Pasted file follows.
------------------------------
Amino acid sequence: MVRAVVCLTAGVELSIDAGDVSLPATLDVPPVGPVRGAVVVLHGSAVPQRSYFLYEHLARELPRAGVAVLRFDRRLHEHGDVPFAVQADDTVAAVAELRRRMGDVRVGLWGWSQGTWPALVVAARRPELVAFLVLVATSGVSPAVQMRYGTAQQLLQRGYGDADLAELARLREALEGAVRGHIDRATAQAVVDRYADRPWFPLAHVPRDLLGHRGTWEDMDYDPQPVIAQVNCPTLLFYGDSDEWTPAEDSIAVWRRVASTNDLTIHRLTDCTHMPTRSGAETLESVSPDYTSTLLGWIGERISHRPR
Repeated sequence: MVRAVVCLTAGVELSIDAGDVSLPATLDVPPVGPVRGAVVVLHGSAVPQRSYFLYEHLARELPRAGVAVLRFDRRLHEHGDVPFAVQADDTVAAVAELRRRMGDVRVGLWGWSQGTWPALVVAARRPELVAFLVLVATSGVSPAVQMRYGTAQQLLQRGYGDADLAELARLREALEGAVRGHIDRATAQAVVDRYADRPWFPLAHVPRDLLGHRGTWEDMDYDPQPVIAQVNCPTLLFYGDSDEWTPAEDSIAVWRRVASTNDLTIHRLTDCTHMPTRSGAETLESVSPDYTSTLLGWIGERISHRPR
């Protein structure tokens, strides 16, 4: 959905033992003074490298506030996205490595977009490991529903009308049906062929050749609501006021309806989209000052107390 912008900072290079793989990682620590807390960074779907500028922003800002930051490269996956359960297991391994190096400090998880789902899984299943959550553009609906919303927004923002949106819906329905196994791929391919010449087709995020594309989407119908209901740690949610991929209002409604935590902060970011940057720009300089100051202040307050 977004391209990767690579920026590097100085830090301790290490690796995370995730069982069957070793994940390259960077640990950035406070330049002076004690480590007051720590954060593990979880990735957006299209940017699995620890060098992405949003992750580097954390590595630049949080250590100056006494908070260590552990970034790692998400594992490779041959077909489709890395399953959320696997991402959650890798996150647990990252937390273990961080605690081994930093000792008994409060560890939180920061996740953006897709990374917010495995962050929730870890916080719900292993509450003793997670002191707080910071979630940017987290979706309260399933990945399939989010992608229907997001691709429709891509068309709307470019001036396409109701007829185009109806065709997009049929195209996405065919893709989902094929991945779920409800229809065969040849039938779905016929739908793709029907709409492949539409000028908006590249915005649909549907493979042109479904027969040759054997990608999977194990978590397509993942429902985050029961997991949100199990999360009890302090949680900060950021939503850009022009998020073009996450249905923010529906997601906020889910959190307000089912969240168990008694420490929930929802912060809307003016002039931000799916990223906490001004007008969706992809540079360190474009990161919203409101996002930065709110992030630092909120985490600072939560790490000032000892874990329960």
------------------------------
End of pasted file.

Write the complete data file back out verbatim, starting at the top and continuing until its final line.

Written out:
Amino acid sequence: MVRAVVCLTAGVELSIDAGDVSLPATLDVPPVGPVRGAVVVLHGSAVPQRSYFLYEHLARELPRAGVAVLRFDRRLHEHGDVPFAVQADDTVAAVAELRRRMGDVRVGLWGWSQGTWPALVVAARRPELVAFLVLVATSGVSPAVQMRYGTAQQLLQRGYGDADLAELARLREALEGAVRGHIDRATAQAVVDRYADRPWFPLAHVPRDLLGHRGTWEDMDYDPQPVIAQVNCPTLLFYGDSDEWTPAEDSIAVWRRVASTNDLTIHRLTDCTHMPTRSGAETLESVSPDYTSTLLGWIGERISHRPR
Repeated sequence: MVRAVVCLTAGVELSIDAGDVSLPATLDVPPVGPVRGAVVVLHGSAVPQRSYFLYEHLARELPRAGVAVLRFDRRLHEHGDVPFAVQADDTVAAVAELRRRMGDVRVGLWGWSQGTWPALVVAARRPELVAFLVLVATSGVSPAVQMRYGTAQQLLQRGYGDADLAELARLREALEGAVRGHIDRATAQAVVDRYADRPWFPLAHVPRDLLGHRGTWEDMDYDPQPVIAQVNCPTLLFYGDSDEWTPAEDSIAVWRRVASTNDLTIHRLTDCTHMPTRSGAETLESVSPDYTSTLLGWIGERISHRPR
């Protein structure tokens, strides 16, 4: 959905033992003074490298506030996205490595977009490991529903009308049906062929050749609501006021309806989209000052107390 912008900072290079793989990682620590807390960074779907500028922003800002930051490269996956359960297991391994190096400090998880789902899984299943959550553009609906919303927004923002949106819906329905196994791929391919010449087709995020594309989407119908209901740690949610991929209002409604935590902060970011940057720009300089100051202040307050 977004391209990767690579920026590097100085830090301790290490690796995370995730069982069957070793994940390259960077640990950035406070330049002076004690480590007051720590954060593990979880990735957006299209940017699995620890060098992405949003992750580097954390590595630049949080250590100056006494908070260590552990970034790692998400594992490779041959077909489709890395399953959320696997991402959650890798996150647990990252937390273990961080605690081994930093000792008994409060560890939180920061996740953006897709990374917010495995962050929730870890916080719900292993509450003793997670002191707080910071979630940017987290979706309260399933990945399939989010992608229907997001691709429709891509068309709307470019001036396409109701007829185009109806065709997009049929195209996405065919893709989902094929991945779920409800229809065969040849039938779905016929739908793709029907709409492949539409000028908006590249915005649909549907493979042109479904027969040759054997990608999977194990978590397509993942429902985050029961997991949100199990999360009890302090949680900060950021939503850009022009998020073009996450249905923010529906997601906020889910959190307000089912969240168990008694420490929930929802912060809307003016002039931000799916990223906490001004007008969706992809540079360190474009990161919203409101996002930065709110992030630092909120985490600072939560790490000032000892874990329960």